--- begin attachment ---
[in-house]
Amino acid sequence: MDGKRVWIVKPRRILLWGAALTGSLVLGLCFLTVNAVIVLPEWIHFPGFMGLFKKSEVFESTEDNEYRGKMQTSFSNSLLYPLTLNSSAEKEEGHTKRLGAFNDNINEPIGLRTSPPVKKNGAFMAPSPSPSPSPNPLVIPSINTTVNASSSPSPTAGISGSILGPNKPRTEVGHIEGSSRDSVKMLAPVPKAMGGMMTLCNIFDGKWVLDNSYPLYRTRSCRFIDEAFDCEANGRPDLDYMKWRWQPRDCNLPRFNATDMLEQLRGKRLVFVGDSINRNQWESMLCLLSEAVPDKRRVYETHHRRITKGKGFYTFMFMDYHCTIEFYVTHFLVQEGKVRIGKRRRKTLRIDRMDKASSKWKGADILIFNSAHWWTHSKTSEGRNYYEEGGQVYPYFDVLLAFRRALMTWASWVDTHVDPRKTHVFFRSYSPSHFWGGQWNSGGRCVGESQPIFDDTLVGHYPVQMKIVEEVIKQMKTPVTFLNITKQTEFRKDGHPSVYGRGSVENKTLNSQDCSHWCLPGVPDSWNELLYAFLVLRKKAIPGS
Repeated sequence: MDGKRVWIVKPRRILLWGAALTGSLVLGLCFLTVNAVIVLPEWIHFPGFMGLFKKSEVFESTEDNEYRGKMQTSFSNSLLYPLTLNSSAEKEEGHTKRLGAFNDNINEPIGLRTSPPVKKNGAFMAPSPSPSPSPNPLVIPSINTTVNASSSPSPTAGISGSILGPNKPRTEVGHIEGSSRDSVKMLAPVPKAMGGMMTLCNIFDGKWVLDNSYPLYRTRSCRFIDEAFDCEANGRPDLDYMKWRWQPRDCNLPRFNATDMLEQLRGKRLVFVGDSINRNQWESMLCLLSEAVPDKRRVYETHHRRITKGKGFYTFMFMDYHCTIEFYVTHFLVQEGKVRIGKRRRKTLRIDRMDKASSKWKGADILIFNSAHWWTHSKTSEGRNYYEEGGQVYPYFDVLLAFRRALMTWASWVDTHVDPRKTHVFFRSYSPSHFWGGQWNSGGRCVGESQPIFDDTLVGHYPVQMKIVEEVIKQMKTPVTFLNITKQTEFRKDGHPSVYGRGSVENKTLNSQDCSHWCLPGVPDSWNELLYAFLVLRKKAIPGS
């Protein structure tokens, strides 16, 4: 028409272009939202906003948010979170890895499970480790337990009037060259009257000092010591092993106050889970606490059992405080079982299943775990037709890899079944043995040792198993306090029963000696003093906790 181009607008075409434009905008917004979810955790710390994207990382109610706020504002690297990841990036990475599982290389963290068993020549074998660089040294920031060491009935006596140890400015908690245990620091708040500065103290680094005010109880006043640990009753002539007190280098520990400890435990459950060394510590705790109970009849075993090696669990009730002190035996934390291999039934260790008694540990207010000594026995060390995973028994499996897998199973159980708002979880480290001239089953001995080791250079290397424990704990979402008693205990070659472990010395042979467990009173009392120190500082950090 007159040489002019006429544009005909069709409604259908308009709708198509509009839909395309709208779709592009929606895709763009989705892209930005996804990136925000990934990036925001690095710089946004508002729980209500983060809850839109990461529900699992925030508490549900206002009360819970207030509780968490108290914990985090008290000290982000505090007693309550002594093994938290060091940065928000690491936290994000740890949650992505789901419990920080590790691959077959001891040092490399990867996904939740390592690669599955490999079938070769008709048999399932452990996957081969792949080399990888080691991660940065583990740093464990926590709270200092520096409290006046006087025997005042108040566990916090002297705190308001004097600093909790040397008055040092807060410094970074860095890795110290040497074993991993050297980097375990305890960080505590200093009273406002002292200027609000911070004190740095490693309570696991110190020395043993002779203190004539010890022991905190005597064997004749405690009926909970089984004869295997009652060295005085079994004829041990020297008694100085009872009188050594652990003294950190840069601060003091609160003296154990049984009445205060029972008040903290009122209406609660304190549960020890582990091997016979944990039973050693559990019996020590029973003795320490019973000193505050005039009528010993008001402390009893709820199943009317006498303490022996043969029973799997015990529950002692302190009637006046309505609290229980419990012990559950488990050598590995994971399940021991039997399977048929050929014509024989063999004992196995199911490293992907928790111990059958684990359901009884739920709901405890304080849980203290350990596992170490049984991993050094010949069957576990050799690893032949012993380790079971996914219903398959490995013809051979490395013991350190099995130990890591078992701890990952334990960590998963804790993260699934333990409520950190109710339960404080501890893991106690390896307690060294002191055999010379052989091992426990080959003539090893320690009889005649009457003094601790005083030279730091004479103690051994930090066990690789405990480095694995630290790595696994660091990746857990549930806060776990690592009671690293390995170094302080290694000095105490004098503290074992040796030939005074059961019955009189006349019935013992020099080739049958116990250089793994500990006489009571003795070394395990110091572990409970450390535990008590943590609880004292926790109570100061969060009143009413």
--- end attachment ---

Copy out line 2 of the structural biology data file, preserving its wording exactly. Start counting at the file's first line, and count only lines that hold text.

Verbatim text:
Amino acid sequence: MDGKRVWIVKPRRILLWGAALTGSLVLGLCFLTVNAVIVLPEWIHFPGFMGLFKKSEVFESTEDNEYRGKMQTSFSNSLLYPLTLNSSAEKEEGHTKRLGAFNDNINEPIGLRTSPPVKKNGAFMAPSPSPSPSPNPLVIPSINTTVNASSSPSPTAGISGSILGPNKPRTEVGHIEGSSRDSVKMLAPVPKAMGGMMTLCNIFDGKWVLDNSYPLYRTRSCRFIDEAFDCEANGRPDLDYMKWRWQPRDCNLPRFNATDMLEQLRGKRLVFVGDSINRNQWESMLCLLSEAVPDKRRVYETHHRRITKGKGFYTFMFMDYHCTIEFYVTHFLVQEGKVRIGKRRRKTLRIDRMDKASSKWKGADILIFNSAHWWTHSKTSEGRNYYEEGGQVYPYFDVLLAFRRALMTWASWVDTHVDPRKTHVFFRSYSPSHFWGGQWNSGGRCVGESQPIFDDTLVGHYPVQMKIVEEVIKQMKTPVTFLNITKQTEFRKDGHPSVYGRGSVENKTLNSQDCSHWCLPGVPDSWNELLYAFLVLRKKAIPGS